“Research,” Barimus replied evenly, suddenly going deadly serious as he held his brother's eyes. The blond man looked away and clenched his fists so hard his knuckles were white. When he spoke it was in a harsh voice that grated between his teeth, “She was the daemon who almost destroyed us all. She was…”
“She is Suliman's younger sister Earin,” Howl finished for him with deep regret.
“Is?” The Lord Councilor asked in a dangerously quiet voice, “I was told you destroyed it.”
The Wallmaker was silent.
“It lives?” Barimus asked in a stunned voice.
“That thing killed my child, Howl!” The red wizard thundered in dreadful wrath as he threw back the desk on his lap and grabbed a hold of the front of his brother's shirt, “It tired to kill Martha! And Sophie and Markl and you let her live? It stole away your daughter and YOU LET IT LIVE?”
Papers flew about them and books clattered to the floor as the Royal Wizard threw himself at the Wallmaker. Rage seized his brother in a way Howl had seen only a few times in his life. But there was nothing he could do to assuage the pain in the blond man.
There was no solace he could offer.
Her daughter's breakfast was stone cold on the table.
“Deirdre! Don't soak too long or you'll turn into a prune!” Sophie called up the stairs, drying a dish with brisk movements.
She placed the plate back with its brothers in the tidy stack on the sideboard. She slid a few of the saucers an inch in different directions, aligning the row of cups into a smart display of precision. In spite of her practicality, the silver haired witch had a habit of getting ahead of herself. She had to empty the laundry from the sink to wash the dishes from breakfast. She would wash her daughter's plate and silverware later. She still sometimes forgot to clean the ashes from the fireplaces before scrubbing the floors. Swiftness was not always synonymous with efficiency. She had tried to explain this one many occasions to Akarshan when she asked him to clean his room and the little boy simply stuffed everything under his bed.
Markl had offered to help her with the dishes but she had smiled brightly at her eldest son and scooted him back to the couch. The russet haired boy still looked fatigued, in spite of the fact that he had slept the entire day after they had returned home from the capital. Shan tottered over to his brother with an enormous book and asked very politely if he would read to him. Granny witch was humming absently, the constant click of her knitting needles punctuated Howl's apprentice's voice like a metronome as he read aloud about some kind of levitation spell. Calcifer crackled softly in the grate and Heen wheezed, adding a mellow counterpoint to the symphony of the sounds of her family.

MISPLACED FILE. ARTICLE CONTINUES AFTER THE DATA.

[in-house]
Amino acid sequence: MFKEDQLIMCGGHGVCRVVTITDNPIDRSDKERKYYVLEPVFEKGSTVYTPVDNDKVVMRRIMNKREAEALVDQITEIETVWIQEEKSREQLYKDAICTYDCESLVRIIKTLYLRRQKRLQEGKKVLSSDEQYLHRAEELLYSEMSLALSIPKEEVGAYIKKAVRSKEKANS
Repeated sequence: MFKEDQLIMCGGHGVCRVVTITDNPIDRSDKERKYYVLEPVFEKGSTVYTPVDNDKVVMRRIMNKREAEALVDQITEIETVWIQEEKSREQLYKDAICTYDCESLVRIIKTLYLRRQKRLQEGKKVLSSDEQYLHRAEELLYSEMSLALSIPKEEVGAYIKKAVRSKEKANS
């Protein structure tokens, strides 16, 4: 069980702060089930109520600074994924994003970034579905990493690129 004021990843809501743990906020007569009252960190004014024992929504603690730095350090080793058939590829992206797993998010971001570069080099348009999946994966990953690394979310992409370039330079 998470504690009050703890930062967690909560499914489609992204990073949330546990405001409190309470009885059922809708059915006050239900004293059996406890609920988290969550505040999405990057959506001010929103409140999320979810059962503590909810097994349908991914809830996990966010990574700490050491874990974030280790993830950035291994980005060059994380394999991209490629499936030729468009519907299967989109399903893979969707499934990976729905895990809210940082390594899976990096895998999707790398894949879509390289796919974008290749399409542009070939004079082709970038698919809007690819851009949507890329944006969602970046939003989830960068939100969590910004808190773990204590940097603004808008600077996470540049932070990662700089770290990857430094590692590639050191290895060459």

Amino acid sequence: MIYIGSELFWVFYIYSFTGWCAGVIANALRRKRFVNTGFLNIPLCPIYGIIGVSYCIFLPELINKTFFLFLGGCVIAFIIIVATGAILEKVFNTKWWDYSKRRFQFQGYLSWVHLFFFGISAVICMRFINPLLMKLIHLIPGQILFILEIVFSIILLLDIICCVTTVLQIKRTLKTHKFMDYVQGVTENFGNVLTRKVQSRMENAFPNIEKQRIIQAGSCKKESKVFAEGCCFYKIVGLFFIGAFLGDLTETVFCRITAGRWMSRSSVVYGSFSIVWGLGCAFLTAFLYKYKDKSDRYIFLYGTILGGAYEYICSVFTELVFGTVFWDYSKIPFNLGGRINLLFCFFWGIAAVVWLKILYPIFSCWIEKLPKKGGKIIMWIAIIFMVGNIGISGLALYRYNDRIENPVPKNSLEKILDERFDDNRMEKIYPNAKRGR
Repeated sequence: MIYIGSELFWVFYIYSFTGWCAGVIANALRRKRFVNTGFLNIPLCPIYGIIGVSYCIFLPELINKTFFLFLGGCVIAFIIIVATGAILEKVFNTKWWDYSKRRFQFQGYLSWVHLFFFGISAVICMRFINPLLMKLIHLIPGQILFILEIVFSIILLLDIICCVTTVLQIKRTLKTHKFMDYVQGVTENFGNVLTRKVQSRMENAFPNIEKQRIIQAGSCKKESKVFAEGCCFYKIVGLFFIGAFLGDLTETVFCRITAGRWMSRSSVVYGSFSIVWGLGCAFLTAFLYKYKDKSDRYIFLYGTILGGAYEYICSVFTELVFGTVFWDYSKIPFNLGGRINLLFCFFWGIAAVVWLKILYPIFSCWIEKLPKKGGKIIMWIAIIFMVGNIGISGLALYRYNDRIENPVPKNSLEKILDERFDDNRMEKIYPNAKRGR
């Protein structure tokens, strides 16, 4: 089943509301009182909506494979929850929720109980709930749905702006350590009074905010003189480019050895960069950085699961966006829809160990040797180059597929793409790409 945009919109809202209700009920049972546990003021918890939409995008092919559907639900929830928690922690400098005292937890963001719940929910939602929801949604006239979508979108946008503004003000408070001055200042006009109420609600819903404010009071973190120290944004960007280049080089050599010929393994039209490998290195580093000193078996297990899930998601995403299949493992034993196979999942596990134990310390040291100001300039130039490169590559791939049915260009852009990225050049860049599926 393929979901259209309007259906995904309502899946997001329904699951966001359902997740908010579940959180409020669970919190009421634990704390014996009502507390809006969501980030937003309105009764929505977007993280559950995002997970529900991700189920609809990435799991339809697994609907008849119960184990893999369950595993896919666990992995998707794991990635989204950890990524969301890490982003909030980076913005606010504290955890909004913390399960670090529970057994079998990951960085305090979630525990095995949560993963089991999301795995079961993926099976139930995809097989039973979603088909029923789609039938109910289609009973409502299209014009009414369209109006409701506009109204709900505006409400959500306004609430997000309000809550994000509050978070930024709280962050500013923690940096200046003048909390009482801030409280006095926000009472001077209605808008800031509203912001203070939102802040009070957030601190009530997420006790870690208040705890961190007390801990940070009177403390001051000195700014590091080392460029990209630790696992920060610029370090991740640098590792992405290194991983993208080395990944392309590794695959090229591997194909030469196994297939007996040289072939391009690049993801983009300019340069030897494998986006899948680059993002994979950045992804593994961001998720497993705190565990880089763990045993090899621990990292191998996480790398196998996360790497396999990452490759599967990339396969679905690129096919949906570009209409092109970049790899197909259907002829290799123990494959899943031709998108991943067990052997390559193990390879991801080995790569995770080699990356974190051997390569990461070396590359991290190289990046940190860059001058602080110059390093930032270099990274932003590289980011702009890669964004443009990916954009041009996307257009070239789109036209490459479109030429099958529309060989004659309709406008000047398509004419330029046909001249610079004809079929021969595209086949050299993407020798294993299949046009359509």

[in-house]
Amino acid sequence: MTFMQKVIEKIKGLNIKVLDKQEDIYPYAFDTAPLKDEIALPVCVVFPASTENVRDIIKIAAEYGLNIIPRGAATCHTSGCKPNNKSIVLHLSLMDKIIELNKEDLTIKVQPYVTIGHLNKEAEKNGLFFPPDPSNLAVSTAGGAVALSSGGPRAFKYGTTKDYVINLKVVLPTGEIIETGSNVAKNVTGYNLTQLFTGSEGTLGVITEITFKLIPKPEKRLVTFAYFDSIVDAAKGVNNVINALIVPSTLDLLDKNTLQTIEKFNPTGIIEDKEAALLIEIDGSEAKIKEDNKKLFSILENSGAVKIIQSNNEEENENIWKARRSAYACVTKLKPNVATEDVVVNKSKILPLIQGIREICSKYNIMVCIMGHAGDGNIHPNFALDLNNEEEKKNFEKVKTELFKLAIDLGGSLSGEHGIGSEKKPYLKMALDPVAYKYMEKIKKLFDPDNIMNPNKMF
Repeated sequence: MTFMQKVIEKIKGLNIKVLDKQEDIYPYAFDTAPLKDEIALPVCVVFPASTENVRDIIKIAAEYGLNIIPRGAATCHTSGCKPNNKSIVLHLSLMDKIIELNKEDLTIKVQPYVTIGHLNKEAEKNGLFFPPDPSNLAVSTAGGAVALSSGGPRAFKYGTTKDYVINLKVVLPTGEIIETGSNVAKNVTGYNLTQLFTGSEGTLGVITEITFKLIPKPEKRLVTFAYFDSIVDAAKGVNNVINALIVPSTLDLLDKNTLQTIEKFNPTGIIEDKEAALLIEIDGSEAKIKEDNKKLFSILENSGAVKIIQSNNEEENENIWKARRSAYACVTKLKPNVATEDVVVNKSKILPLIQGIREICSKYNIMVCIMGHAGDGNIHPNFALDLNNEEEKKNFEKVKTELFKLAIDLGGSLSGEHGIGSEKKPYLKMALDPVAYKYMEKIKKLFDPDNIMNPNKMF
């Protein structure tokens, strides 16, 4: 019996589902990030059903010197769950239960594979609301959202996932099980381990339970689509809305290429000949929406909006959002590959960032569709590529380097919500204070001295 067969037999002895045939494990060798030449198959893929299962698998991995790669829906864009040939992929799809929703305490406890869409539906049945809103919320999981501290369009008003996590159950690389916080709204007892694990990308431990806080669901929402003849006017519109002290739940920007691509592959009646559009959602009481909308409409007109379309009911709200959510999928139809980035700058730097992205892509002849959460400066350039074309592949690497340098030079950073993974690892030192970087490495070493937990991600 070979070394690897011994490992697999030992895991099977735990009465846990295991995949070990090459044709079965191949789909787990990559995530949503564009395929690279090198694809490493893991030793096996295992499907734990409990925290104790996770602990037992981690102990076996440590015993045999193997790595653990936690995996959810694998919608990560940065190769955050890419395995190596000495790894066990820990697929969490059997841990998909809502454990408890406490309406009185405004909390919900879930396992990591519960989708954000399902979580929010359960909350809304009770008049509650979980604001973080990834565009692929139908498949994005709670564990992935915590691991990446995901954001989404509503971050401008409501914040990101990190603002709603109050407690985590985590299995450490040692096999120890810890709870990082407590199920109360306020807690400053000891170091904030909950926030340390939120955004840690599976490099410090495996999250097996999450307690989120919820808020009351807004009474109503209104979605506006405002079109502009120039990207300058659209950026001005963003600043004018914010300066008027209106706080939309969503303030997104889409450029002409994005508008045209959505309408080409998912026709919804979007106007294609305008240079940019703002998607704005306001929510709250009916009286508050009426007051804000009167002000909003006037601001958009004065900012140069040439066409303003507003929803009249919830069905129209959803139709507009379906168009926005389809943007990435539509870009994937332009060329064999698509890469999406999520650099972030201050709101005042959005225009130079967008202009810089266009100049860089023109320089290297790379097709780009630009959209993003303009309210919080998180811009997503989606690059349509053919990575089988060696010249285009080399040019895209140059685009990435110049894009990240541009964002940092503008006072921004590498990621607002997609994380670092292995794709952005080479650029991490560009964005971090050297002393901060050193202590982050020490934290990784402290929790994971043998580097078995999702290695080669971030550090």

But a new voice had been added to the chorus of their lives and she needed to get out of the bath and come down to eat her breakfast.
Just like her father, Sophie mused with a grin as she turned on the hot water in the sink and snagged the wash board off the wall. Akarshan hated baths, but not Deirdre. Suddenly a thrill of terror passed through the silver sorceress as she remembered what had happened. She could still hear her daughter's resonating screams and remembered the hideous resounding crack the spire gave as it fractured. Her hands were shaking so much she almost dropped the box of soap she lifted from the adjacent self. It was so easy to slip back into the domestic routines she moved through as the mother of the castle. Patterns had a way of robbing from her all sense of time, lulling her into complacency and making her forget about anything beyond the walls of the castle. After experiencing all the horror and madness in the world outside, never before in her life had Sophie enjoyed scrubbing suds-covered sheets so much.
It was good to be home, among the ones she loved; surrounded by the things she knew and understood.
“Deirdre!” She called again, more for the joy of saying her daughter's name aloud.
All of the occupants in the room jumped as the door under the stairs suddenly popped open spilling a billowing rose-scented cloud of steam into the living room. Deirdre hovered dripping and pink faced on the threshold, her thin nightgown clinging to her thin body most inappropriately. Sophie experienced a disconcerting sense of displacement as she looked beyond her daughter to see the bathroom upstairs. The silver haired witch knew for a fact that the portal magic on that door lead to Market Chipping. It was then that she noticed her daughter's hand, which was resting on the bathroom latch. It was as though she was wearing a glove so blue it seemed black; although as the brown-eyed mother stared she knew it was the girl's skin. Heen gave a squeal that sounded akin to the squawk of a chicken with laryngitis at the sight of the child-woman and he flew from Granny's lap and went scrabbling under her skirts.
“Yes, mommy?” Deirdre asked cheerfully, but her words were cut off as Calcifer flared up huge and angry in the fireplace.